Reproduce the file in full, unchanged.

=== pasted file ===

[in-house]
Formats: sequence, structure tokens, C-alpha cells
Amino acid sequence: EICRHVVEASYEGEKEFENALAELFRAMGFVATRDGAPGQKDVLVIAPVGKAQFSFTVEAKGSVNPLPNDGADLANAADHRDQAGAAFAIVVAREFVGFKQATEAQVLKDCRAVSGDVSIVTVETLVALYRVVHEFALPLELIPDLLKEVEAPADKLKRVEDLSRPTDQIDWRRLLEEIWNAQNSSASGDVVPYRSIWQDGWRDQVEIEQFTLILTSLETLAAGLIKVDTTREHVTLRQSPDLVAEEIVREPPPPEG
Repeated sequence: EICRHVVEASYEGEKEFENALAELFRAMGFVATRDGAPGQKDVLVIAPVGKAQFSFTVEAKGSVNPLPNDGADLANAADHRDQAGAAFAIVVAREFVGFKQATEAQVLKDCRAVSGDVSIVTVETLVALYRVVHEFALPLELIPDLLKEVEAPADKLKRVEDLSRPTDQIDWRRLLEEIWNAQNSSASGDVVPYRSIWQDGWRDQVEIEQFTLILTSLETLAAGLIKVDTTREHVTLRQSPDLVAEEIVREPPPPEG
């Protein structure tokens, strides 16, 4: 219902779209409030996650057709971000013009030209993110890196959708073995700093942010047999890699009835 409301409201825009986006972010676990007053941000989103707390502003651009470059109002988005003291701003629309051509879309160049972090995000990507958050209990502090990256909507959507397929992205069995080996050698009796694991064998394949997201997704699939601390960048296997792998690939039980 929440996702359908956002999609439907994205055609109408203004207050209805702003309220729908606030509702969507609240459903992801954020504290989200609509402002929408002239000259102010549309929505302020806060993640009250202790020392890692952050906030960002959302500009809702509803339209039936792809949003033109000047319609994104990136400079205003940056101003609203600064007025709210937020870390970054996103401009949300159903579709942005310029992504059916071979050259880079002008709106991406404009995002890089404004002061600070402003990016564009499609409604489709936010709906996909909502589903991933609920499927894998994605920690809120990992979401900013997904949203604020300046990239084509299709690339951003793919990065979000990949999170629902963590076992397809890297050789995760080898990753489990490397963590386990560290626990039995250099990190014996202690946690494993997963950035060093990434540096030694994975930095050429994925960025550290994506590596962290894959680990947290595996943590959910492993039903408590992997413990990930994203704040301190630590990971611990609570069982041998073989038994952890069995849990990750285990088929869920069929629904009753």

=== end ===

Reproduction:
[in-house]
Formats: sequence, structure tokens, C-alpha cells
Amino acid sequence: EICRHVVEASYEGEKEFENALAELFRAMGFVATRDGAPGQKDVLVIAPVGKAQFSFTVEAKGSVNPLPNDGADLANAADHRDQAGAAFAIVVAREFVGFKQATEAQVLKDCRAVSGDVSIVTVETLVALYRVVHEFALPLELIPDLLKEVEAPADKLKRVEDLSRPTDQIDWRRLLEEIWNAQNSSASGDVVPYRSIWQDGWRDQVEIEQFTLILTSLETLAAGLIKVDTTREHVTLRQSPDLVAEEIVREPPPPEG
Repeated sequence: EICRHVVEASYEGEKEFENALAELFRAMGFVATRDGAPGQKDVLVIAPVGKAQFSFTVEAKGSVNPLPNDGADLANAADHRDQAGAAFAIVVAREFVGFKQATEAQVLKDCRAVSGDVSIVTVETLVALYRVVHEFALPLELIPDLLKEVEAPADKLKRVEDLSRPTDQIDWRRLLEEIWNAQNSSASGDVVPYRSIWQDGWRDQVEIEQFTLILTSLETLAAGLIKVDTTREHVTLRQSPDLVAEEIVREPPPPEG
């Protein structure tokens, strides 16, 4: 219902779209409030996650057709971000013009030209993110890196959708073995700093942010047999890699009835 409301409201825009986006972010676990007053941000989103707390502003651009470059109002988005003291701003629309051509879309160049972090995000990507958050209990502090990256909507959507397929992205069995080996050698009796694991064998394949997201997704699939601390960048296997792998690939039980 929440996702359908956002999609439907994205055609109408203004207050209805702003309220729908606030509702969507609240459903992801954020504290989200609509402002929408002239000259102010549309929505302020806060993640009250202790020392890692952050906030960002959302500009809702509803339209039936792809949003033109000047319609994104990136400079205003940056101003609203600064007025709210937020870390970054996103401009949300159903579709942005310029992504059916071979050259880079002008709106991406404009995002890089404004002061600070402003990016564009499609409604489709936010709906996909909502589903991933609920499927894998994605920690809120990992979401900013997904949203604020300046990239084509299709690339951003793919990065979000990949999170629902963590076992397809890297050789995760080898990753489990490397963590386990560290626990039995250099990190014996202690946690494993997963950035060093990434540096030694994975930095050429994925960025550290994506590596962290894959680990947290595996943590959910492993039903408590992997413990990930994203704040301190630590990971611990609570069982041998073989038994952890069995849990990750285990088929869920069929629904009753």